That was the only project I’ve been a part of where we could accurately quantify our velocity and project it foward towards milestones.

In all the other projects, the main purpose of estimates was to apply pressure, to force the “but you said it would only take 5 days” kind of conversation, which in turn pressures people to work faster or harder or longer so they can avoid those conversations in the future.

I’m not against pressure per se. But I think it’s important to recognize that that’s the primary purpose of doing estimates.

Rule 19: Be explicit about the difference between hard deadlines, soft deadlines, internal deadlines, and expected completion dates

Hard deadline: Something seriously bad to the business will happen if the deadline isn’t met.

Soft deadline: Somebody will look bad if the deadline isn’t met.

Internal deadline: This is a target internal to the team that will not affect anybody outside of the team.

Expected completion date: This is when the team currently predicts that work will be completed.

I’ve seen a lot of pain caused by getting these conflated. Any time you’re given a deadline, ask which one of these it is. Of course, it’s often the case that internal deadlines are required to be “on track” for hard deadlines. But what you want to call out is when internal deadlines are presented as hard deadlines for the sake of pressuring people to work longer.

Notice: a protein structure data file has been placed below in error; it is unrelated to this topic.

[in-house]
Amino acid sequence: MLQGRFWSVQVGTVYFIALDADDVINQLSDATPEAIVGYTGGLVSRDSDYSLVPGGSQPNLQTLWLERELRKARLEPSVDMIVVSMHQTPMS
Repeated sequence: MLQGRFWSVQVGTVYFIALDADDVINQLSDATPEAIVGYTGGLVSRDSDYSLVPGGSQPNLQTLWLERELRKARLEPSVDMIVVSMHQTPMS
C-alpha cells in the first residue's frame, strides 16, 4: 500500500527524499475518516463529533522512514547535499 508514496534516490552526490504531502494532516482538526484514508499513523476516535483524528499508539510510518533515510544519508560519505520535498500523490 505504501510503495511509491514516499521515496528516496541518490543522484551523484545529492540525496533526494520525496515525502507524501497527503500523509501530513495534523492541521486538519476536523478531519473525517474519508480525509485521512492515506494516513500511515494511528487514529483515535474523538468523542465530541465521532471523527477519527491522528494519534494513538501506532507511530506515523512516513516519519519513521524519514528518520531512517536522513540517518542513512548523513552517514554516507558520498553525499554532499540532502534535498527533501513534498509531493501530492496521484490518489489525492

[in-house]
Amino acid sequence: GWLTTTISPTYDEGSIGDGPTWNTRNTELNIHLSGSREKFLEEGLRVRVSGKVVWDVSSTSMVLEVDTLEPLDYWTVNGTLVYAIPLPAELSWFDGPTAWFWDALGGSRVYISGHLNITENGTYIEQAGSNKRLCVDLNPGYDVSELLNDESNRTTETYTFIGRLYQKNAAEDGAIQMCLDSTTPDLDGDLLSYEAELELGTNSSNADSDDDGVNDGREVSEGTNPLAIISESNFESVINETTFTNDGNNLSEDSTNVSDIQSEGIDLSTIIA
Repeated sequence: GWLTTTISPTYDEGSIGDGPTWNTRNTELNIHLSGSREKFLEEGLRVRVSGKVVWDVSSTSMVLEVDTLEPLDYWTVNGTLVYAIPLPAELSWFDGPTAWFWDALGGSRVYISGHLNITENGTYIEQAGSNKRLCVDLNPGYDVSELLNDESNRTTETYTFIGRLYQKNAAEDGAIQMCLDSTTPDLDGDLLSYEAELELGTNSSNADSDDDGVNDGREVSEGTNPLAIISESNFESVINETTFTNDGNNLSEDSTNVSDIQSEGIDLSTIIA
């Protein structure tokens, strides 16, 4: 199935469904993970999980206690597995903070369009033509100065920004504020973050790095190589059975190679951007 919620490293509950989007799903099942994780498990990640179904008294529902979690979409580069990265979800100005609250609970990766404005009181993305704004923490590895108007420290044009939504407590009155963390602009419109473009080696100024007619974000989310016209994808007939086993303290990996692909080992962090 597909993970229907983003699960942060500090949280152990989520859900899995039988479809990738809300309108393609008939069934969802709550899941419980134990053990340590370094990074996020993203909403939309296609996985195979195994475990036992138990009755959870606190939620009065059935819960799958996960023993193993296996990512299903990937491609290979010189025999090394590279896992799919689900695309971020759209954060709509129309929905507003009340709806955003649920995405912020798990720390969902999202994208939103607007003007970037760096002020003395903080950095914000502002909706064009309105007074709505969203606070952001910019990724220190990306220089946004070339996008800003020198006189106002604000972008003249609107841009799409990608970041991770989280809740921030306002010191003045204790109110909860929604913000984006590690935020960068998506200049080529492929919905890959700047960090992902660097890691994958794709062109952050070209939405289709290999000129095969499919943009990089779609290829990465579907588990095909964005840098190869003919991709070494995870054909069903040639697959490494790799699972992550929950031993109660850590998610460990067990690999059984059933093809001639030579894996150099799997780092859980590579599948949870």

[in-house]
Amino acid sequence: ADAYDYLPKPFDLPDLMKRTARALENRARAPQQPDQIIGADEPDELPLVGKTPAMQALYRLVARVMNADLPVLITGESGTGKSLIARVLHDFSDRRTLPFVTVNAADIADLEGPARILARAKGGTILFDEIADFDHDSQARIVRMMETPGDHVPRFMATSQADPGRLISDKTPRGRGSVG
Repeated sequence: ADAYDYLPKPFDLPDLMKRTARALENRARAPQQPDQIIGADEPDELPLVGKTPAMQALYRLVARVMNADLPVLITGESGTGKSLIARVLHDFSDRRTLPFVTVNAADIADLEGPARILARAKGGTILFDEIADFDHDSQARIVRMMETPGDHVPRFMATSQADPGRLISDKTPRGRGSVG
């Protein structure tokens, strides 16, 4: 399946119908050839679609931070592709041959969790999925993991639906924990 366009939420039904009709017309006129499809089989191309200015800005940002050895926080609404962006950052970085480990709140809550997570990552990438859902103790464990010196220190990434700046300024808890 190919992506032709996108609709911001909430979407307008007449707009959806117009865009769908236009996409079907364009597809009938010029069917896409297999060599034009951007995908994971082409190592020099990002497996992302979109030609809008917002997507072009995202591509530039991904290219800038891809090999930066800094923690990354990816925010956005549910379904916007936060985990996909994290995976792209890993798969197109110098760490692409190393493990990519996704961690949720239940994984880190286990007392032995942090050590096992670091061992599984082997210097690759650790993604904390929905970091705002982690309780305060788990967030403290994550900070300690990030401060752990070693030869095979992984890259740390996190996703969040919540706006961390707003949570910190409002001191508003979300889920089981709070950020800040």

One other trick to keep in mind: it can often happen than an engineer offers an expected completion date but then somebody else casts it into a hard deadline. That’s a no-no.

Rule 20: When somebody says Agile, push for Kanban, not Scrum

When somebody says that “we do Agile,” to me, that means that there is a team meeting every two weeks. That’s all that Agile means to me.

Then some people will get into the difference between two “flavors” of Agile, which are Scrum and Kanban. In my mind, Scrum means that “you have to get certain things done with those two weeks.” Kanban means “do what you can do in two weeks.” If it’s not explicit to you whether the team follows Scrum or Kanban, you should have that conversation explicitly – and you should push for Kanban. Given the difficulty of estimation (see Rule 18), Scrum can easily mean that you’ll get pressured to work extra hours to complete something within that arbitary two-week horizon.